Drive to work
Rossitza Todorova and Kelly Bridegum
The commute to work has become an inevitable part of American life. Although the distance remains the same, the long stretch of everyday road contains millions of variables, including precarious weather, car accidents and split-second glimpses of wildlife. Two Nevada artists, Rossitza Todorova and Kelly Bridegum, have collaborated on an exhibit, From: To: A Study of Space and Commuting at the McKinley Arts and Culture Center that explores the mutability of their daily trek through Washoe Valley.
Bridegum works in Reno and lives in Carson City, and Todorova makes the opposite commute, so it’s only natural that the artists would show their work on either side of the room, directly facing each other.
“They’re kind of like in conversation with each other because they are very different perspectives and understandings of the same thing,” says Bridegum.
Todorova elaborates, calling their work a “more rounded view of two people seeing the same thing, but having a very different experience. … You don’t really know where you end or where the commute starts.”
Bridegum is a photographer with a background in sculpture, and Todorova describes her work as watermedia. While their chosen forms of expressing the daily commute differ, they both celebrate the contrasting beauty of manmade technology in nature. “I don’t know if I’ve ever talked about it this way,” Todorova muses, “but it’s the element behind the element, like engineering or pipe systems … someone thought of it, made it—man and nature. It can be empowering, inspiring.”
Bridegum nods in agreement. “I think it’s just so interesting. So many people get uptight about the environment and man’s influence on the environment. … It doesn’t have to be something that you see as a blemish on your aesthetic canvas.”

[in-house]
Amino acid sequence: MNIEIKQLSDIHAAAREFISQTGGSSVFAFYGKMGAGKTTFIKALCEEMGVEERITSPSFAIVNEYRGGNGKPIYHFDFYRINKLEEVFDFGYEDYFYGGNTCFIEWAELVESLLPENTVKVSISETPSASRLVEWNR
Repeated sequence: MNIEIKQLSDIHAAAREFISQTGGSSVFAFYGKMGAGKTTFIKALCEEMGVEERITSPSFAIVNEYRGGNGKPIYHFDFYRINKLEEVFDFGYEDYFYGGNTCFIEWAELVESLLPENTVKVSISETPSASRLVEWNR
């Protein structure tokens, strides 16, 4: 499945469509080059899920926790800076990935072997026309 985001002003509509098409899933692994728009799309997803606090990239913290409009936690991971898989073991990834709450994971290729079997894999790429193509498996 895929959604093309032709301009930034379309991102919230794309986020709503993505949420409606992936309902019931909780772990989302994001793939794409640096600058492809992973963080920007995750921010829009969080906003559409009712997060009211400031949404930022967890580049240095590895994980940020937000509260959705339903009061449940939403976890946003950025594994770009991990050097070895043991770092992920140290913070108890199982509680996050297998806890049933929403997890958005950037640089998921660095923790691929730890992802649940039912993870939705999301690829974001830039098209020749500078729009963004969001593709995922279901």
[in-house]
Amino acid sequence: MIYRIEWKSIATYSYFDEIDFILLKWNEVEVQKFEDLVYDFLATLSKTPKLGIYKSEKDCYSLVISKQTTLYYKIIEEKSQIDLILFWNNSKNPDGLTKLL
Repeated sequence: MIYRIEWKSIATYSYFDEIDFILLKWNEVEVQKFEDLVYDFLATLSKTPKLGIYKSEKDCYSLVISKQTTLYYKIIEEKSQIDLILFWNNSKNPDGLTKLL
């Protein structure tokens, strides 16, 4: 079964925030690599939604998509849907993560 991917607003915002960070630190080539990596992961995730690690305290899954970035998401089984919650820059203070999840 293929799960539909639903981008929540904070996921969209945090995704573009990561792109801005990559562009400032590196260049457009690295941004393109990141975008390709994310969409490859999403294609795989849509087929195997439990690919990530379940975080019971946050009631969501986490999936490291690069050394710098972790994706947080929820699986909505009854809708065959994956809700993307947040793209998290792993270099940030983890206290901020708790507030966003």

The artists met when they both working at the Nevada Museum of Art. A little over a year ago, Todorova approached Bridegum about an exhibit based on commuting. By chance or sheer synchronicity, Bridegum had just completed a piece on that same theme. They put a proposal together for the city and applied for the space to show their artwork.
“I really liked our title, From: To: … It feels that way a lot of the time,” says Todorova. “Not only are we studying it visually through this exhibit, we’re going through it every day.”
Bridegum and Todorova are graduates of the University of Nevada, Reno, earning their respective bachelor’s degrees in studio art and fine art. The artists are exuberant about art in Northern Nevada.
“I think that there are a lot of opportunities here, more than people think,” says Todorova. “There’s the ability to apply for shows. There’s grant funding. I work for the [Nevada] Arts Council, and we give so many grants to individual artists, which is very different than in any other state.”
They believe that Nevada is a good place for artists. “It’s a very close-knit arts community in terms of organizations working together, spaces being shared,” says Bridegum.
From: To: effectively captures the collective artistic consciousness of Northern Nevada through two interpretations of a well-known stretch of road. “It’s more like an everyday road trip rather than a commute. The visuals are different, too. When you commute in heavy traffic, and there’s nature, you have time to study sections or see certain things.” Todorova points to the ceiling with one hand and clutches an imaginary steering wheel with the other. “There’s an eagle!”